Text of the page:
Further education and training makes a substantial impact on the social and economic landscape for citizens across Ireland. This article highlights six key themes that demonstrate this, underscoring why FET will have an even bigger part to play in the future.
As we look out at the landscape in Ireland in autumn 2020 through the virtual windows of our laptops and phones, in this rapid changing of culture as we know it – in our homes, our work and social environments, and how we plan and go about our daily lives – the potential impact of further education and training (FET) has never been greater.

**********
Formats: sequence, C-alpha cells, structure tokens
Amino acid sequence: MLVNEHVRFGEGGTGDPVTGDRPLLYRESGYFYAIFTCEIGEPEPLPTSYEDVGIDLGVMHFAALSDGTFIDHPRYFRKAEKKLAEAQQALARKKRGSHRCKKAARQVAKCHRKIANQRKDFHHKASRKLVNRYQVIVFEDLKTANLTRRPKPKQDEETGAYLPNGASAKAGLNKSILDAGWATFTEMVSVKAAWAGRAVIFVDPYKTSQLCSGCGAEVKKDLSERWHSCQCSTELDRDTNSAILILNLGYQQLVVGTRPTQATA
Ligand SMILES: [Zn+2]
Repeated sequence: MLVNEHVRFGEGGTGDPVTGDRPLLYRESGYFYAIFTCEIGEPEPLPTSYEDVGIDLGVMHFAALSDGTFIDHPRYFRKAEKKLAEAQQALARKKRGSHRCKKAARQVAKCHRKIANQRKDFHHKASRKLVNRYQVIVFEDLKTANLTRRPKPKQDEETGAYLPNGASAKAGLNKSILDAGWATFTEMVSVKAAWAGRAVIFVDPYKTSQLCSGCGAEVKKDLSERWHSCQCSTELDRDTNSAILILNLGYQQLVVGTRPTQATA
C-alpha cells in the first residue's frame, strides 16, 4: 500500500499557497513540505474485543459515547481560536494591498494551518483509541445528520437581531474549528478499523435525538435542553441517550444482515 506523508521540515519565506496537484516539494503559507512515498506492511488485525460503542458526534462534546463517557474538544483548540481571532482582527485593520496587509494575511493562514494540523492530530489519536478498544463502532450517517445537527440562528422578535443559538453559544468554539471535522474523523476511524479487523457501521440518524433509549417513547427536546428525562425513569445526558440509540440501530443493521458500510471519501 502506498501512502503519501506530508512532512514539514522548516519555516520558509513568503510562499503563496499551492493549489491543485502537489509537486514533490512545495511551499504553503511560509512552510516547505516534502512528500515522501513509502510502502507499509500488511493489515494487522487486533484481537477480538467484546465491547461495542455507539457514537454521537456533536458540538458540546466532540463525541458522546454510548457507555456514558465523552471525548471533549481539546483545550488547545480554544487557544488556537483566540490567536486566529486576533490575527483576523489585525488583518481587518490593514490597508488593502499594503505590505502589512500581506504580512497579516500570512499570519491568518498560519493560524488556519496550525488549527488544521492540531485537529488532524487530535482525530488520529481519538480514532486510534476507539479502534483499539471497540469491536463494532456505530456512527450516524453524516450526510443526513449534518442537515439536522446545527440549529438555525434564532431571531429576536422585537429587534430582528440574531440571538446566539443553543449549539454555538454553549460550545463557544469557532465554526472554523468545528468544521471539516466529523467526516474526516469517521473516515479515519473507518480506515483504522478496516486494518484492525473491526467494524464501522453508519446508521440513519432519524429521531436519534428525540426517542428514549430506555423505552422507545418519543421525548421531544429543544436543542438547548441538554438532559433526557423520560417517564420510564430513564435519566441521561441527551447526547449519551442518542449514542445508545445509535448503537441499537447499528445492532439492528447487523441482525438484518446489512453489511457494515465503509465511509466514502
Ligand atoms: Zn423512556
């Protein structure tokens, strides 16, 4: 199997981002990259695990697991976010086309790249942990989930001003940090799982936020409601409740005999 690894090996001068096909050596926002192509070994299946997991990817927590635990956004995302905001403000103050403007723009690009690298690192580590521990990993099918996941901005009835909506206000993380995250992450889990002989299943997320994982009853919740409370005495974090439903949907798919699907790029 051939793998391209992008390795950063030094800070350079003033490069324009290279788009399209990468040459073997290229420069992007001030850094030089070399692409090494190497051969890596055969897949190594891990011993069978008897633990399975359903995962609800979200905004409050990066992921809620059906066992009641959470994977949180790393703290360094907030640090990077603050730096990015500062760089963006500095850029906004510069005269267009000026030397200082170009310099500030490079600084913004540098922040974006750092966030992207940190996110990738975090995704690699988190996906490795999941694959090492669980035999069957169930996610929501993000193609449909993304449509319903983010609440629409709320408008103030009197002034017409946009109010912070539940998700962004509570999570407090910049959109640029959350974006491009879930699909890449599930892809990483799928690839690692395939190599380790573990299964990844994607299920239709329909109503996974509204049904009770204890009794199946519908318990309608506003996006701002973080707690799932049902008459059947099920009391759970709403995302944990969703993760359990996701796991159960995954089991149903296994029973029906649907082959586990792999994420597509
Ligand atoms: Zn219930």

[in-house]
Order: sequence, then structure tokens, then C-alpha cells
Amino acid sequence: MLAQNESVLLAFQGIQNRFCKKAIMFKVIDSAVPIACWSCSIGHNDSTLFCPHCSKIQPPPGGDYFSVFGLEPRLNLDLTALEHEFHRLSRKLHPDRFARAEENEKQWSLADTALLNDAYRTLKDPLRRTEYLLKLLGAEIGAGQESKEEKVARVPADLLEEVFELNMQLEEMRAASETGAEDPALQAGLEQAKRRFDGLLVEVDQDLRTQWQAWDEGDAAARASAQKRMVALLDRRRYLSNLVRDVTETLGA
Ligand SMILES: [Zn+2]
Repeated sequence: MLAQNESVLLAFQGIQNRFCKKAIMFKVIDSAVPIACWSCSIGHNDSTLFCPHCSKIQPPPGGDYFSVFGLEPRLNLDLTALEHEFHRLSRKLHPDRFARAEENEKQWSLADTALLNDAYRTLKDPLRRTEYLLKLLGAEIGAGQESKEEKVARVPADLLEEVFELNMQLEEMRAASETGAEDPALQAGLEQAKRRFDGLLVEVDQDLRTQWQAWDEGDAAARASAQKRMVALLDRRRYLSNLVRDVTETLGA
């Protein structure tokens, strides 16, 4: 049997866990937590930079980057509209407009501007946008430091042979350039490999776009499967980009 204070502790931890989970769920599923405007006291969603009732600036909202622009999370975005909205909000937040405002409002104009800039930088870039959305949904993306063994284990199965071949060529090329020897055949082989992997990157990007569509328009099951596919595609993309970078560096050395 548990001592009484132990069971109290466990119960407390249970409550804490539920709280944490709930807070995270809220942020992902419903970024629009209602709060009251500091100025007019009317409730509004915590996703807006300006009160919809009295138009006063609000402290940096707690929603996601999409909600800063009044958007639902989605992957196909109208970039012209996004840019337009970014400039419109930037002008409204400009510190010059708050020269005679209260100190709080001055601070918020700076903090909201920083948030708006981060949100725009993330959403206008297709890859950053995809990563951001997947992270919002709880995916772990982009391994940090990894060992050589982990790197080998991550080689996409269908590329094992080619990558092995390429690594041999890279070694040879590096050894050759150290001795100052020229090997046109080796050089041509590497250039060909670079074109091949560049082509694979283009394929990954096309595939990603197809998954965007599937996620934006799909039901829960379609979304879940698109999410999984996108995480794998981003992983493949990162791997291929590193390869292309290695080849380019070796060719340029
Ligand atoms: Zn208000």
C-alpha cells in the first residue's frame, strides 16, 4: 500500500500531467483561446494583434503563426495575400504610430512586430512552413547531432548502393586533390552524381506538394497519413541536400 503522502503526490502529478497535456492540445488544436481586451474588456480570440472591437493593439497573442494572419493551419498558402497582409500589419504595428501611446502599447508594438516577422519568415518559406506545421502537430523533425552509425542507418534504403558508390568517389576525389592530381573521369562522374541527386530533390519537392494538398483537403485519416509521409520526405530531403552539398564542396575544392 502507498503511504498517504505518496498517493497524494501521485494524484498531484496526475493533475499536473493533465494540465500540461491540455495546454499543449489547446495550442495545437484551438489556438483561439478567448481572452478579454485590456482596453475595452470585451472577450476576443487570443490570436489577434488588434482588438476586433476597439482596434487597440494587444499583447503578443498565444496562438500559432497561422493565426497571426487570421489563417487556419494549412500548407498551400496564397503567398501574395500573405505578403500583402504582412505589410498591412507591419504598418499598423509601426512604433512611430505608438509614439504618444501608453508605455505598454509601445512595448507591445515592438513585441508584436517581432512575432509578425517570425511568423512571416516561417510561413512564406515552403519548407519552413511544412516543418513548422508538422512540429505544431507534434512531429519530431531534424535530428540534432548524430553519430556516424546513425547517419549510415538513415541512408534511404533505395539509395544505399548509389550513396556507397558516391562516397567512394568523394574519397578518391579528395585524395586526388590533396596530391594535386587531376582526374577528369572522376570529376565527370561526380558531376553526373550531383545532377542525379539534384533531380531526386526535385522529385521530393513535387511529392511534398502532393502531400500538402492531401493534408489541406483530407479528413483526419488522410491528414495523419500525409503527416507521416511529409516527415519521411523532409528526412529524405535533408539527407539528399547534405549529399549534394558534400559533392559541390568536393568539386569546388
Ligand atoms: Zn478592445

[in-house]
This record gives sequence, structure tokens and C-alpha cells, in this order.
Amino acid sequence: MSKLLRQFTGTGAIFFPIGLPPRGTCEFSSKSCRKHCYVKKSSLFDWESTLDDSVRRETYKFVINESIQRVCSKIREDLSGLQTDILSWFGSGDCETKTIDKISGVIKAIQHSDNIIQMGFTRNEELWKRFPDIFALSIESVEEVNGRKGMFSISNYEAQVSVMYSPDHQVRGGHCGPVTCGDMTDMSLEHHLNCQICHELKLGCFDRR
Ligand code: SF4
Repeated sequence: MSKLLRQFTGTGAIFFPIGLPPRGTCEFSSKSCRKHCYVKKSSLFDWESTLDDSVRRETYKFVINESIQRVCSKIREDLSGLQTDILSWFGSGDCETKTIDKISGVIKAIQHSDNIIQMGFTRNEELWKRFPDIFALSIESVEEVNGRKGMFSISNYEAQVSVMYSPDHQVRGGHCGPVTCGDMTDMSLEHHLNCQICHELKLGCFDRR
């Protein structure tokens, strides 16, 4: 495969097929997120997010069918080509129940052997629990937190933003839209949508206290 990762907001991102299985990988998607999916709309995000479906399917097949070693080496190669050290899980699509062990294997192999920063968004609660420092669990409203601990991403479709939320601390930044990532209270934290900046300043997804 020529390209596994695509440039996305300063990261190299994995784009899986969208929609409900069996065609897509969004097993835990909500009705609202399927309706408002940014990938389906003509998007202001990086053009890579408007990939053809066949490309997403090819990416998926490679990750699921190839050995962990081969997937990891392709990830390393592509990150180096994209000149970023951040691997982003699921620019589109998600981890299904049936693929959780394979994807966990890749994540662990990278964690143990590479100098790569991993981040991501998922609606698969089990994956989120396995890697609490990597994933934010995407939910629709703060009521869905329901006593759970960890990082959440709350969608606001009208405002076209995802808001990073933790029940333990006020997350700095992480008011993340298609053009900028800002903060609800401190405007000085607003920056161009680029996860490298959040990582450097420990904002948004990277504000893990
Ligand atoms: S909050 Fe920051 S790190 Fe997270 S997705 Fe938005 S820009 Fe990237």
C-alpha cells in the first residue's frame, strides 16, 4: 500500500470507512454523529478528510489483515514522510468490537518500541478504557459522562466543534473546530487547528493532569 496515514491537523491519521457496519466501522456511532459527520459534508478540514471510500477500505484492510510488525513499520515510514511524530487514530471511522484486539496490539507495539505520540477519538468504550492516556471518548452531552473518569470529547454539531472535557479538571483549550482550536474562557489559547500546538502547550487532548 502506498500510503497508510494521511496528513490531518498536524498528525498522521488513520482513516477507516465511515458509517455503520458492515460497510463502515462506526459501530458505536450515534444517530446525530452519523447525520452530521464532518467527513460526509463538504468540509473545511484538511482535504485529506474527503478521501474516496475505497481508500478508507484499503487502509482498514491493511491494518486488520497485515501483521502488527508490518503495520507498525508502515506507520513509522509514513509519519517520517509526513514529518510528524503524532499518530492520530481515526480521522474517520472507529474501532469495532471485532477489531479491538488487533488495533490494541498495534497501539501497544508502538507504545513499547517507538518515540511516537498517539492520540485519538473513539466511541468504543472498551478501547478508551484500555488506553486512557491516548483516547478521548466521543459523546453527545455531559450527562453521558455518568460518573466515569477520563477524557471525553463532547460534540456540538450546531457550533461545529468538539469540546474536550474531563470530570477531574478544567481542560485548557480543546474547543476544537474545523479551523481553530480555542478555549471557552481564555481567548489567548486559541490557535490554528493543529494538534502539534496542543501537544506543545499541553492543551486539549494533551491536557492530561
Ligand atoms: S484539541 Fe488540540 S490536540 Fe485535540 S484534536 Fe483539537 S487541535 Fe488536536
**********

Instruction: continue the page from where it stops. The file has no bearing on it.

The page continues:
Ireland has a rich history of transforming lives and communities through education. Who could forget the many wonderful stories in the tapestry of the FET system that we have proudly applauded as we acknowledge the tangible successes of learners on their journeys?
Highlights for me include the stories told by the mother who was now able to help her young child with his homework, the grandfather who completed a lifelong dream to obtain his apprenticeship in a career he had worked in for decades, and the young teenager who found a true passion for art and creativity after leaving school early. I think of them often. All of us know of a person who found that FET was the pathway that made a difference.